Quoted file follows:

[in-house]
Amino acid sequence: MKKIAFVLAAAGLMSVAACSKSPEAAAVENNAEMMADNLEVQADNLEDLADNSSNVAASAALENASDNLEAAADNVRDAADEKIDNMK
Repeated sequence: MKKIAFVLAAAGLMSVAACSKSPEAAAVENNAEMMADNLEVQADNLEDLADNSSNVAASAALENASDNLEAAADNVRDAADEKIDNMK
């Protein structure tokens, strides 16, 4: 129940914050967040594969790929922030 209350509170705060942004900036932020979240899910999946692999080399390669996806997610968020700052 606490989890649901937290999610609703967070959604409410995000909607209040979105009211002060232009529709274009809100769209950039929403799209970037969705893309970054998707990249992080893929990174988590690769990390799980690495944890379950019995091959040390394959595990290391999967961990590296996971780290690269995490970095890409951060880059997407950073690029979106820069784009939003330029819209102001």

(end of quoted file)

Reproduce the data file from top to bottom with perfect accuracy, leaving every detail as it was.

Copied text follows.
[in-house]
Amino acid sequence: MKKIAFVLAAAGLMSVAACSKSPEAAAVENNAEMMADNLEVQADNLEDLADNSSNVAASAALENASDNLEAAADNVRDAADEKIDNMK
Repeated sequence: MKKIAFVLAAAGLMSVAACSKSPEAAAVENNAEMMADNLEVQADNLEDLADNSSNVAASAALENASDNLEAAADNVRDAADEKIDNMK
């Protein structure tokens, strides 16, 4: 129940914050967040594969790929922030 209350509170705060942004900036932020979240899910999946692999080399390669996806997610968020700052 606490989890649901937290999610609703967070959604409410995000909607209040979105009211002060232009529709274009809100769209950039929403799209970037969705893309970054998707990249992080893929990174988590690769990390799980690495944890379950019995091959040390394959595990290391999967961990590296996971780290690269995490970095890409951060880059997407950073690029979106820069784009939003330029819209102001």